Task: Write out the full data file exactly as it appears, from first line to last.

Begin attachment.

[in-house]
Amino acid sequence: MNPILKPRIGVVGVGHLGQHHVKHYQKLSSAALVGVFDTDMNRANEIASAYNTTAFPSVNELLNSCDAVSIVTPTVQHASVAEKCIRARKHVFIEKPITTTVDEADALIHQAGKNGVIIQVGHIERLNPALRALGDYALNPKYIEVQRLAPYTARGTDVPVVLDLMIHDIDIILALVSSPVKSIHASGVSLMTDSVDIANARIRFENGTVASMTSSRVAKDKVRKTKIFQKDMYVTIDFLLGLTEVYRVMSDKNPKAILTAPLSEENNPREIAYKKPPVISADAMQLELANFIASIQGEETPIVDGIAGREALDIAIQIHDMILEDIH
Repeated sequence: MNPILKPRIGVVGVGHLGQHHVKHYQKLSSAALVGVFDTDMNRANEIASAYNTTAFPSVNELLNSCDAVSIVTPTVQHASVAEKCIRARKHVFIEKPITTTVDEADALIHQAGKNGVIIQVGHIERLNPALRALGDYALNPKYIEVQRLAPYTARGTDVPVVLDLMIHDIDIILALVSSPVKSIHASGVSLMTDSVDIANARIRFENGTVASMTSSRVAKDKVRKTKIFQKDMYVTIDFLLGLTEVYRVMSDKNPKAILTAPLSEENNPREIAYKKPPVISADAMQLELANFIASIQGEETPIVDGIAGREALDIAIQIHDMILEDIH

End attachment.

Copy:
[in-house]
Amino acid sequence: MNPILKPRIGVVGVGHLGQHHVKHYQKLSSAALVGVFDTDMNRANEIASAYNTTAFPSVNELLNSCDAVSIVTPTVQHASVAEKCIRARKHVFIEKPITTTVDEADALIHQAGKNGVIIQVGHIERLNPALRALGDYALNPKYIEVQRLAPYTARGTDVPVVLDLMIHDIDIILALVSSPVKSIHASGVSLMTDSVDIANARIRFENGTVASMTSSRVAKDKVRKTKIFQKDMYVTIDFLLGLTEVYRVMSDKNPKAILTAPLSEENNPREIAYKKPPVISADAMQLELANFIASIQGEETPIVDGIAGREALDIAIQIHDMILEDIH
Repeated sequence: MNPILKPRIGVVGVGHLGQHHVKHYQKLSSAALVGVFDTDMNRANEIASAYNTTAFPSVNELLNSCDAVSIVTPTVQHASVAEKCIRARKHVFIEKPITTTVDEADALIHQAGKNGVIIQVGHIERLNPALRALGDYALNPKYIEVQRLAPYTARGTDVPVVLDLMIHDIDIILALVSSPVKSIHASGVSLMTDSVDIANARIRFENGTVASMTSSRVAKDKVRKTKIFQKDMYVTIDFLLGLTEVYRVMSDKNPKAILTAPLSEENNPREIAYKKPPVISADAMQLELANFIASIQGEETPIVDGIAGREALDIAIQIHDMILEDIH